Rebekah: Ironically, if you go to our website right now, it’s source, and you’ll see in our products list, we’ve got the main ones, Source-Connect and Source-Nexus. And then we have some smaller utilities. We’re actually on the process of having only two products. So we’re having a platform, we have Source-Connect and Source-Nexus. And within those two, there’s a place for all of the other utilities that we have. For example, there’s one called Source-Zip, which is about being able to transfer large files quickly. That belongs in both Source-Nexus and Source-Connect, so it’ll become a utility that will just come along with the subscription. That you have for either of those. You might have a subscription for Source-Connect or just Source-Nexus. I’ll explain the difference of those. And we also have another one, Source-LTC, which is a way of sending time code, which is a very important requirement for professional studios. That’s going embedded into Source-Connect because that’s when they need to use it. So you won’t need to buy. Source LTC anymore, it will be in Source-Connect 4. Another one is the remote timeline, which is a way of synchronizing videos without having a DAW. And again, that’s going into Source-Connect. We’re just sort of merging all of these technologies into one, which is going to make it a lot more accessible and perhaps also show people what they can do with this sort of magnificent tool. That’s coming out with all of these opportunities. Not everyone’s going to use them all, but maybe they don’t use them because they don’t know they exist. So for example, with yourself being a podcast, you would use Source-Nexus and you can have people record it the same way we’re recording each other now. And then that’s just going to be delivered to you in the most high quality format. But at a very affordable price. Portable price, 11. 95 for you, but plus it comes with all the other things. So if there was storage that you can transfer your files between each other, you could do collaborative editing. You could do podcasts with videos, which right now is cumbersome. We can give you tools where you can have recorded HD video. We could also have tools in the future where we can have AI or machine learning, make an edit for you based on the audio, the same way that some of these other podcasts and tools are doing as well. So those are the direction that that’s going. And then with Source-Connect, so just to say Source-Nexus is really designed as a tool when the audio and video you need to capture is going to be distributed to a platform such as the internet, like podcasts or YouTube, or when you’re just needing to work on a project where there’s no capture involved. For example, Hi, have a look at this video that I’m making, give me some feedback. And you can experience that in really good quality. And you don’t say, I don’t know, it’s all pixelated. I don’t know what I’m looking at, or it’s dropping frames like all the commercial tools do. So that’s what that’s designed for. So Source-Nexus is about when you need to be together in real time, but the end result is not needing to be a super high quality capture. When it’s, so the Source-Connect is the opposite. It’s when you need to be together in real time, and the result has to be a high professional quality. File for cinema or television broadcast. It needs to be synced. It may work with Dolby Atmos. It needs to be multi channel tracking. Maybe you need to have it like sample accurate. So you can be doing tracking of different instruments at the same time. And you need to make sure that sync is correct. So there’s the sort of two areas of working together that we’ve identified. One is when you’re just working together and you’re either capturing files like this one, for example, if it goes out of sync of it, nobody’s going to care because it’s just a conversation, but these other types of capture, like for the synchronization of an orchestra for a June trailer, and it has to be like totally on the frame when that drum hits, when that, that timpani goes, boom, you need to see that frame of the video going black and the explosion at the same time. You can’t afford to be out of sync. That’s what Source-Connect is for.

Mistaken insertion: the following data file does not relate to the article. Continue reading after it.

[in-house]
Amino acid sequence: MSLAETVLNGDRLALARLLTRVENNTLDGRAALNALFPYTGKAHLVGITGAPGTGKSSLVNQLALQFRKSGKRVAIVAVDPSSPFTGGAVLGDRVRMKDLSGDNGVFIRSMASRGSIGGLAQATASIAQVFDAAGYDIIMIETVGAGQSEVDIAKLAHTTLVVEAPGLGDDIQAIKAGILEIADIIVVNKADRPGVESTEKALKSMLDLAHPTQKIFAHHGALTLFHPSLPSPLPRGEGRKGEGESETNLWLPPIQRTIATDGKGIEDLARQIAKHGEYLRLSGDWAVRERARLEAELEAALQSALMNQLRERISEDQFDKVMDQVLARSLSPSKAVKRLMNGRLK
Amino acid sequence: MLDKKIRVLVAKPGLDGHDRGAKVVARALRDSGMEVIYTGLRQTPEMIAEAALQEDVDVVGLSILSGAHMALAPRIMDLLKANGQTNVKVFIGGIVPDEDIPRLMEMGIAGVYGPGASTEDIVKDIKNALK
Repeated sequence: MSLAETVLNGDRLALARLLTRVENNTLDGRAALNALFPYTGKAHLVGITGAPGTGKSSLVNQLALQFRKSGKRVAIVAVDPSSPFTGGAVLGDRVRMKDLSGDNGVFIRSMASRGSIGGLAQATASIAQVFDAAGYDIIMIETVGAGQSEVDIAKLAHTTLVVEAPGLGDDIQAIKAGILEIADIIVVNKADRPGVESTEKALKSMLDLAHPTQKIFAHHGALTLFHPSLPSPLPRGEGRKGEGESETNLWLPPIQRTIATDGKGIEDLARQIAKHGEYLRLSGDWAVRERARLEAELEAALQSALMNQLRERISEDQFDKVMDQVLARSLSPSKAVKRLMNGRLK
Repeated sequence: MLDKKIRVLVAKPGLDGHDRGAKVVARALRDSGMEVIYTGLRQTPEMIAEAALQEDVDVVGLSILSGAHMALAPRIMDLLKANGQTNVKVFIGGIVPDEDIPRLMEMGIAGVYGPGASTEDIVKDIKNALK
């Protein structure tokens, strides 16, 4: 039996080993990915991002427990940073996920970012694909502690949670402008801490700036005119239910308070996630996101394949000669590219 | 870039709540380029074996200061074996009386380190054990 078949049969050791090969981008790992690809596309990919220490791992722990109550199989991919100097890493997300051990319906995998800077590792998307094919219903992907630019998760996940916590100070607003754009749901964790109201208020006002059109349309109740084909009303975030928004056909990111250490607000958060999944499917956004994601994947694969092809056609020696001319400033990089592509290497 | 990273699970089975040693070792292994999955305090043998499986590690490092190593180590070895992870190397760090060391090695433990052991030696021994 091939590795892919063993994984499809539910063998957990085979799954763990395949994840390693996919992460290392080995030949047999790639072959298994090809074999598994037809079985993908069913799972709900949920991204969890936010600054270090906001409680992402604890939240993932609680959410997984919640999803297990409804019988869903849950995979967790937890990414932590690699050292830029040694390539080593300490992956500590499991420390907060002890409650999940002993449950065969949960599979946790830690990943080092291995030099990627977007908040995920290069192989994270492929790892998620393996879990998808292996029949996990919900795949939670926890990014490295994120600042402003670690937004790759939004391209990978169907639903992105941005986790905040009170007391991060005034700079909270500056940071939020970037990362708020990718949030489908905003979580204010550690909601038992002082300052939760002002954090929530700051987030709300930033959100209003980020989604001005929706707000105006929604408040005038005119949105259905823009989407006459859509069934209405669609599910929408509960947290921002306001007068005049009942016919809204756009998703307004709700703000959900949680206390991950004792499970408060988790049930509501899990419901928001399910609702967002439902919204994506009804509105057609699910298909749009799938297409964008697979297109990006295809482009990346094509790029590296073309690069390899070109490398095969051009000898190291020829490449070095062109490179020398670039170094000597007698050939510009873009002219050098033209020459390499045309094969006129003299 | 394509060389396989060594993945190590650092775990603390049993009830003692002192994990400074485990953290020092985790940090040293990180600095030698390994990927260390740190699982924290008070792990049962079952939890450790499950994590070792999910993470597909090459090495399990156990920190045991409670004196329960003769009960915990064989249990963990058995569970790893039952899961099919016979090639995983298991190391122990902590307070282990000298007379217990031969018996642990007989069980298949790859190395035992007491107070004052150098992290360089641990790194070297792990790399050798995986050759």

Holly: Thank you for such great explanations of the products. I really appreciate that. I think it was depicted very well. Some of the use cases for either. And I think that also helps guide our audience as to which they might need or which they want to test out or what they work together.